Leeds United’s transfer deadline day was fuelled by promise and expectation as the club looked nailed on to secure the signature of Daniel James but the deal feel through at the eleventh hour in a dramatic turn of events, depriving Marcelo Bielsa of a vital weapon in his bid to clinch promotion.
Bielsa and Victor Orta had one clear objective during the January window after they concluded the signing of Kiko Casilla: sign Daniel James.
If you’d uttered the name of Swansea City’s prodigy at the start of the season it’s unlikely that Leeds supporters would have mustered up much by way of enthusiasm over a player who was yet to play a single game in the Championship.
After signing for Swansea in a deal worth just £75,000 in 2014, James spent his time developing in the youth ranks before being handed his first genuine opportunity by Graham Potter this season.
The early openings of the season hinted that the Swans had unleashed a hidden gem, and that feeling has persisted with every passing fixture.
Leeds’ interest was hardly surprising given their shortage of midfielders, with Bielsa giving the green light to press on with a deal after Orta had recommended him to the Argentine (as per Leeds Live).
That Leeds were reportedly willing to pay up to £10 million in total for James in the event that the club clinched promotion is a telling indicator of how far the 21-year-old has come this season.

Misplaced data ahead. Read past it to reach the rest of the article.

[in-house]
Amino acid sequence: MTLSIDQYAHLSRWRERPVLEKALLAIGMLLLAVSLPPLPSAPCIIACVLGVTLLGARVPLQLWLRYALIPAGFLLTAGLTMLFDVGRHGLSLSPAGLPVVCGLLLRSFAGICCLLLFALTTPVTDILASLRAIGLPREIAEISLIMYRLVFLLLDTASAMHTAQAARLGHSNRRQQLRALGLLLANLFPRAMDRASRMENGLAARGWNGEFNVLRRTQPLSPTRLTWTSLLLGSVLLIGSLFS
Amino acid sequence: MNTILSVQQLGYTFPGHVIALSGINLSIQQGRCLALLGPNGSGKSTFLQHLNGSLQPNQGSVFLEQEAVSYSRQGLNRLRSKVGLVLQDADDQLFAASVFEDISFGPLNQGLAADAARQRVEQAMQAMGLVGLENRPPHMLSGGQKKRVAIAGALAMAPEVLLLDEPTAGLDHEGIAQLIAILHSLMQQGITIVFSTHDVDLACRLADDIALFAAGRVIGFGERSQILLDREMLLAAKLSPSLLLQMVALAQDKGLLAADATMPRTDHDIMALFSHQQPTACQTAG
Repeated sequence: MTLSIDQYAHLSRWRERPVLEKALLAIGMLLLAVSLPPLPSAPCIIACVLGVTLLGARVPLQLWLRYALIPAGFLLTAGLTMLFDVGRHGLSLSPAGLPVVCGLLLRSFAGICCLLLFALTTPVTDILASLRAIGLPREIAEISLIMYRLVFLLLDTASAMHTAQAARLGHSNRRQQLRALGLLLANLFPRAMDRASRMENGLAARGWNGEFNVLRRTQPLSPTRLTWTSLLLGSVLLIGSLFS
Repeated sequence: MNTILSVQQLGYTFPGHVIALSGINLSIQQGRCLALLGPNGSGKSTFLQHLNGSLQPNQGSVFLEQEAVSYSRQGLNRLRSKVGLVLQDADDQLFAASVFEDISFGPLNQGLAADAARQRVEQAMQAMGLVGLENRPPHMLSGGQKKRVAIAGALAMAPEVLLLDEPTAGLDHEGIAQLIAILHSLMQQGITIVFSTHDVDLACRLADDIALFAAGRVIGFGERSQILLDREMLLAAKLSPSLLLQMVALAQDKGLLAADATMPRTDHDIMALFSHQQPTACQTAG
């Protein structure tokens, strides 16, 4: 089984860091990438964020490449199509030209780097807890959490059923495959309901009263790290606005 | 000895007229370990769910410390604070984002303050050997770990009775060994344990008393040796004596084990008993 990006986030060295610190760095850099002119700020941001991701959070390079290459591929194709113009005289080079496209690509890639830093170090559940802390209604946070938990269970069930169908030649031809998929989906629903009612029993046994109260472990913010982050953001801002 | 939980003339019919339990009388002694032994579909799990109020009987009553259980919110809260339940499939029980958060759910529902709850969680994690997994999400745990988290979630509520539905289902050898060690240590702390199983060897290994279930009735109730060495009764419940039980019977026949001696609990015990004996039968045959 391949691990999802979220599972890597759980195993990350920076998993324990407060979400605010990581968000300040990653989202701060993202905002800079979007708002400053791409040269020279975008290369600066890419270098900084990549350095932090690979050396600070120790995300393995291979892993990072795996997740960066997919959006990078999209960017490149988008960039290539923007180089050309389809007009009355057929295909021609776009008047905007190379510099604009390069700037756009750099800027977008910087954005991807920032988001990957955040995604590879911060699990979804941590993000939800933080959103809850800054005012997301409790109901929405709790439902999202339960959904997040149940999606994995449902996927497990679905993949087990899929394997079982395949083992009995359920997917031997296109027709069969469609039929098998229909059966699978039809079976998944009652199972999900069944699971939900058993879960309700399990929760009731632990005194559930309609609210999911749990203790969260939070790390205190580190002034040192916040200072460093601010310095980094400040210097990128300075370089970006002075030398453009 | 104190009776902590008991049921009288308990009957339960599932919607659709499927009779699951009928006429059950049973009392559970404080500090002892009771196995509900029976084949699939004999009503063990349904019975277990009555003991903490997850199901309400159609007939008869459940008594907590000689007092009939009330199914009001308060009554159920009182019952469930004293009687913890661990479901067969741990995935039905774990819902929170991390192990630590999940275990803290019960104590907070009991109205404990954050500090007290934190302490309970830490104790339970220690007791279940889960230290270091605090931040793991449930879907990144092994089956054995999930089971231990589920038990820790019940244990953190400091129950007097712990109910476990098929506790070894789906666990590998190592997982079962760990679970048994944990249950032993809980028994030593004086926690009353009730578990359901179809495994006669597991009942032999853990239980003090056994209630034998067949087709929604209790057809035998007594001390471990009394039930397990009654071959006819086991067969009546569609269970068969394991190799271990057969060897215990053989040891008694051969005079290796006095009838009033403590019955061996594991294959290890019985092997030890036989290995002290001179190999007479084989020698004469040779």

The prospect of earning a massive profit from James’ sale was apparently not enough to convince Swansea to sanction what would have been an incredibly unpopular deal in south Wales, and their last minute decision could represent an opportunity wasted come the end of the season.
With Tom Carroll and Jefferson Montero both leaving the Liberty Stadium on deadline day, Swansea found themselves in a precarious situation which ultimately forced them to cancel the proposed James switch, but if Leeds had been sharper in negotiations they might not have faced deadline day disappointment.
While the complications of completing multi-million pound transfers are vast, it’s difficult to escape the feeling that Leeds missed a trick over the signing of a player who clearly has the potential to command a significant transfer fee in the future.
Leeds’ promotion bid would have looked healthier with him in the side but, after all, they have placed themselves in a fantastic position without him, so it’s not a setback which will break their season.
But, in the long-term future, there’s no doubt that Leeds may well live to regret missing a potential bargain deal in bitter circumstances.
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